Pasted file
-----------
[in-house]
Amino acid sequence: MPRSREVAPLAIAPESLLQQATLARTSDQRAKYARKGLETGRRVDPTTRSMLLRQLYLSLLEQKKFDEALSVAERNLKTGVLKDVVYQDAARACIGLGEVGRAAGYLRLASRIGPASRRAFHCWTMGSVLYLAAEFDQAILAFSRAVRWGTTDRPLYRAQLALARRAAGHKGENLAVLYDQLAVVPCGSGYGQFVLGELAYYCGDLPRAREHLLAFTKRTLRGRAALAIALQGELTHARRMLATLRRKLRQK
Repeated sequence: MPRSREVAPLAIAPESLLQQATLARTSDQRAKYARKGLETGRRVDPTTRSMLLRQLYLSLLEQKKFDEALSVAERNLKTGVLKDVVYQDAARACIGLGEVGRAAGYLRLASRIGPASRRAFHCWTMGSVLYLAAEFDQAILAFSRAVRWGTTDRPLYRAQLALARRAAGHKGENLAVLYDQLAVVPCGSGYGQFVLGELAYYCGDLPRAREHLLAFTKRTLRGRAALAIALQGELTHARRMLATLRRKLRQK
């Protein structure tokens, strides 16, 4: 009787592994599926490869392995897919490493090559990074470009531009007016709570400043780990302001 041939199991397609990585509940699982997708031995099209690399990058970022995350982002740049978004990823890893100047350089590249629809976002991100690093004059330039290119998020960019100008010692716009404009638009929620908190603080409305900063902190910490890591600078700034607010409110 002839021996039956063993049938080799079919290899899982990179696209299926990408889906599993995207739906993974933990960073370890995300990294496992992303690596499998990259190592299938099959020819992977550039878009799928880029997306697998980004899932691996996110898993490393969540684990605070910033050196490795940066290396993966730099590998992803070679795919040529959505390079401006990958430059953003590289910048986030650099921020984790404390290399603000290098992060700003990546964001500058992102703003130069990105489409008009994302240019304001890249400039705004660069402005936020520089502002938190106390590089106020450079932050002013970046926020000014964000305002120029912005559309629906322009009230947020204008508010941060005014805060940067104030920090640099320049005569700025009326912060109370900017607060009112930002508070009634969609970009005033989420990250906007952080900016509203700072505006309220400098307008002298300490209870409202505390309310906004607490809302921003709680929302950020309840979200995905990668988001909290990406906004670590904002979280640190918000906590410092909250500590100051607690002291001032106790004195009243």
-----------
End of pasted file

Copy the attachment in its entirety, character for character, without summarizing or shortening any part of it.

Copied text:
[in-house]
Amino acid sequence: MPRSREVAPLAIAPESLLQQATLARTSDQRAKYARKGLETGRRVDPTTRSMLLRQLYLSLLEQKKFDEALSVAERNLKTGVLKDVVYQDAARACIGLGEVGRAAGYLRLASRIGPASRRAFHCWTMGSVLYLAAEFDQAILAFSRAVRWGTTDRPLYRAQLALARRAAGHKGENLAVLYDQLAVVPCGSGYGQFVLGELAYYCGDLPRAREHLLAFTKRTLRGRAALAIALQGELTHARRMLATLRRKLRQK
Repeated sequence: MPRSREVAPLAIAPESLLQQATLARTSDQRAKYARKGLETGRRVDPTTRSMLLRQLYLSLLEQKKFDEALSVAERNLKTGVLKDVVYQDAARACIGLGEVGRAAGYLRLASRIGPASRRAFHCWTMGSVLYLAAEFDQAILAFSRAVRWGTTDRPLYRAQLALARRAAGHKGENLAVLYDQLAVVPCGSGYGQFVLGELAYYCGDLPRAREHLLAFTKRTLRGRAALAIALQGELTHARRMLATLRRKLRQK
């Protein structure tokens, strides 16, 4: 009787592994599926490869392995897919490493090559990074470009531009007016709570400043780990302001 041939199991397609990585509940699982997708031995099209690399990058970022995350982002740049978004990823890893100047350089590249629809976002991100690093004059330039290119998020960019100008010692716009404009638009929620908190603080409305900063902190910490890591600078700034607010409110 002839021996039956063993049938080799079919290899899982990179696209299926990408889906599993995207739906993974933990960073370890995300990294496992992303690596499998990259190592299938099959020819992977550039878009799928880029997306697998980004899932691996996110898993490393969540684990605070910033050196490795940066290396993966730099590998992803070679795919040529959505390079401006990958430059953003590289910048986030650099921020984790404390290399603000290098992060700003990546964001500058992102703003130069990105489409008009994302240019304001890249400039705004660069402005936020520089502002938190106390590089106020450079932050002013970046926020000014964000305002120029912005559309629906322009009230947020204008508010941060005014805060940067104030920090640099320049005569700025009326912060109370900017607060009112930002508070009634969609970009005033989420990250906007952080900016509203700072505006309220400098307008002298300490209870409202505390309310906004607490809302921003709680929302950020309840979200995905990668988001909290990406906004670590904002979280640190918000906590410092909250500590100051607690002291001032106790004195009243």